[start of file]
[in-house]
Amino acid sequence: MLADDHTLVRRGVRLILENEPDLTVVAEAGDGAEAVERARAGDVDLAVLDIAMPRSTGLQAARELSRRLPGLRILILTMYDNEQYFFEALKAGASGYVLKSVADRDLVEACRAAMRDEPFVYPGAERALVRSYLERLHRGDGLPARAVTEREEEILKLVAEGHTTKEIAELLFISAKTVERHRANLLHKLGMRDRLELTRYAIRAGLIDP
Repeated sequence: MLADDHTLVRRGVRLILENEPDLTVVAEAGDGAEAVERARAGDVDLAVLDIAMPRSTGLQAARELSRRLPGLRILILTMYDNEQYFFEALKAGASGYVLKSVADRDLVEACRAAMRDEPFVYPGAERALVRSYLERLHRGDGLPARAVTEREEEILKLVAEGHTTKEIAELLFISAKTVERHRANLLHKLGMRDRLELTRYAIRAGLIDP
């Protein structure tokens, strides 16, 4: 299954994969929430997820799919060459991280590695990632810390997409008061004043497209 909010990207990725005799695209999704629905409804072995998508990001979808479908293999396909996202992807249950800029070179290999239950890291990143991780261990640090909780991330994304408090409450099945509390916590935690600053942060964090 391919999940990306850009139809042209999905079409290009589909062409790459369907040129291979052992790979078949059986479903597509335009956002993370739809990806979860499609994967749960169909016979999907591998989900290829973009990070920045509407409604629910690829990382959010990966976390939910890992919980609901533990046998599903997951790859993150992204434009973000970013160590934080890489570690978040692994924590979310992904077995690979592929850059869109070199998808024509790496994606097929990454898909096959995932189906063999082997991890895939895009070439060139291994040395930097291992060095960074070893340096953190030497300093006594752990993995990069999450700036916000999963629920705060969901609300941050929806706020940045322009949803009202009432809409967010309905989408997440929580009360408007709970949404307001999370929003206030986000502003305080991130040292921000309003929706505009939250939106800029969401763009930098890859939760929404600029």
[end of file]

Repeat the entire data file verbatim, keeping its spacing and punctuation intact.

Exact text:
[in-house]
Amino acid sequence: MLADDHTLVRRGVRLILENEPDLTVVAEAGDGAEAVERARAGDVDLAVLDIAMPRSTGLQAARELSRRLPGLRILILTMYDNEQYFFEALKAGASGYVLKSVADRDLVEACRAAMRDEPFVYPGAERALVRSYLERLHRGDGLPARAVTEREEEILKLVAEGHTTKEIAELLFISAKTVERHRANLLHKLGMRDRLELTRYAIRAGLIDP
Repeated sequence: MLADDHTLVRRGVRLILENEPDLTVVAEAGDGAEAVERARAGDVDLAVLDIAMPRSTGLQAARELSRRLPGLRILILTMYDNEQYFFEALKAGASGYVLKSVADRDLVEACRAAMRDEPFVYPGAERALVRSYLERLHRGDGLPARAVTEREEEILKLVAEGHTTKEIAELLFISAKTVERHRANLLHKLGMRDRLELTRYAIRAGLIDP
């Protein structure tokens, strides 16, 4: 299954994969929430997820799919060459991280590695990632810390997409008061004043497209 909010990207990725005799695209999704629905409804072995998508990001979808479908293999396909996202992807249950800029070179290999239950890291990143991780261990640090909780991330994304408090409450099945509390916590935690600053942060964090 391919999940990306850009139809042209999905079409290009589909062409790459369907040129291979052992790979078949059986479903597509335009956002993370739809990806979860499609994967749960169909016979999907591998989900290829973009990070920045509407409604629910690829990382959010990966976390939910890992919980609901533990046998599903997951790859993150992204434009973000970013160590934080890489570690978040692994924590979310992904077995690979592929850059869109070199998808024509790496994606097929990454898909096959995932189906063999082997991890895939895009070439060139291994040395930097291992060095960074070893340096953190030497300093006594752990993995990069999450700036916000999963629920705060969901609300941050929806706020940045322009949803009202009432809409967010309905989408997440929580009360408007709970949404307001999370929003206030986000502003305080991130040292921000309003929706505009939250939106800029969401763009930098890859939760929404600029």